In order to import from ArcGIS Web Service, you’ll need an ArcGIS Web Service URL. Previously imported services are saved in the Service URL drop-down list.
Lastly, if you’re importing data using the PostGIS option, you also have the ability to filter your data. You can specify a Spatial Filter, and manually set the coordinates for points 1 and 2.
This will allow you to import only the data you need! You can also filter your data using a SQL query, which will help reduce the number of features or attributes you need to import.
Importing from different servers can be a great way to get different data. The best part about importing from servers is that MAPublisher allows you to filter as you import, just as you can when importing other file types. Crop or query the data as you see fit, regardless of where the data came from!
The process of making maps can vary greatly depending on the cartographer and the purpose of the map. Tom Patterson, one of the cartographers behind the public domain data set Natural Earth and the popular website Shaded Relief, regards cartography as a creative process. He sees geospatial data as an artist would see paint on their palette. “They are raw materials from which the map is made,” says Patterson. “For me, the map making process starts with an online scavenger hunt for geospatial data, and ends with a visual depiction of the results of that scavenger hunt, a map.”
Patterson recently retired after 26 years with the U.S. National Park Service at the Harpers Ferry Center, located in West Virginia. Harpers Ferry Center is the media hub for the U.S. National Park Service, where most of the maps, exhibits, and publications for public consumption are produced.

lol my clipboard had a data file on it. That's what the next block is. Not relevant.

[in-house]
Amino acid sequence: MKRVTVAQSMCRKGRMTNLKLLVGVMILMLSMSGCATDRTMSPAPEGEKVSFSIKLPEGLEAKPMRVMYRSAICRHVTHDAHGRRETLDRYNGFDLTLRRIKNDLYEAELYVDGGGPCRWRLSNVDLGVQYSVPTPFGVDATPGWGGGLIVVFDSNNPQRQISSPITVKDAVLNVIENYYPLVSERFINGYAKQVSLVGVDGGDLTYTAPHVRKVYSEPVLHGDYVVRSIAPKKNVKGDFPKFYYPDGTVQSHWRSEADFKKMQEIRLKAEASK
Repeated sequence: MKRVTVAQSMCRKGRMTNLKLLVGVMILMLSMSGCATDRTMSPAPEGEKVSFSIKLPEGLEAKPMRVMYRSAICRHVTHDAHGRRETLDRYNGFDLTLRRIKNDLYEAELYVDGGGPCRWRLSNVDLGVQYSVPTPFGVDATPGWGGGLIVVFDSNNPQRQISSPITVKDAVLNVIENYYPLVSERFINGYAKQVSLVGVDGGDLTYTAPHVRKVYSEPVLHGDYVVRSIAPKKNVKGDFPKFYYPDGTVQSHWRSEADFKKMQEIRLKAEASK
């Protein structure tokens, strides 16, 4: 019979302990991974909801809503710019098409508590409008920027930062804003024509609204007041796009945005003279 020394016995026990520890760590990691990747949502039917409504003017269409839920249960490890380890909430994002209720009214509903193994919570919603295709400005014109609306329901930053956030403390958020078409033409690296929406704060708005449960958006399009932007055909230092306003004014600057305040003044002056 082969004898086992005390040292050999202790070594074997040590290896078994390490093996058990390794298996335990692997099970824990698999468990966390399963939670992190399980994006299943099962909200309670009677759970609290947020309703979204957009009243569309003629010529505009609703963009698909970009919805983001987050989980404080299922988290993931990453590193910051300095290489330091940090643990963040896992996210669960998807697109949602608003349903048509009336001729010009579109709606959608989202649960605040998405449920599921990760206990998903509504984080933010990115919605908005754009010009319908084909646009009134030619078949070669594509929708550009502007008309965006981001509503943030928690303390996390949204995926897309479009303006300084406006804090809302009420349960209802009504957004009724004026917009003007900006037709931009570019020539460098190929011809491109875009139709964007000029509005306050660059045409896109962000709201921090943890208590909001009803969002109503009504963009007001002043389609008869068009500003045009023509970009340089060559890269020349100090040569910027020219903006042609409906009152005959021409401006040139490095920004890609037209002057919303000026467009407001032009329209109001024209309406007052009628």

Patterson is well-known for making maps with beautiful shaded relief effects, a technique that he has focused on for his entire career. It’s something he has a passion for and is a feature that he believes makes his maps unique. “When making a shaded relief, I go to great pains to portray the natural world in a beautiful and idealized manner, by combining shaded relief with land cover data, drop shadows, gradients and vignettes, with control and restraint,” says Patterson. “I ultimately want to create a shaded relief that readers will find attractive and which will blend harmoniously with the vector elements above.” Patterson prefers light, luminous colours for depicting terrain, and also tell a story. “A map is more than just a combination of points, lines, polygons, type and pixels. To me, a really good map is one that becomes much more than the sum of these parts,” he says. “Maps are an important form of communication, and they should effectively share the ideas of the cartographer to the map reader.”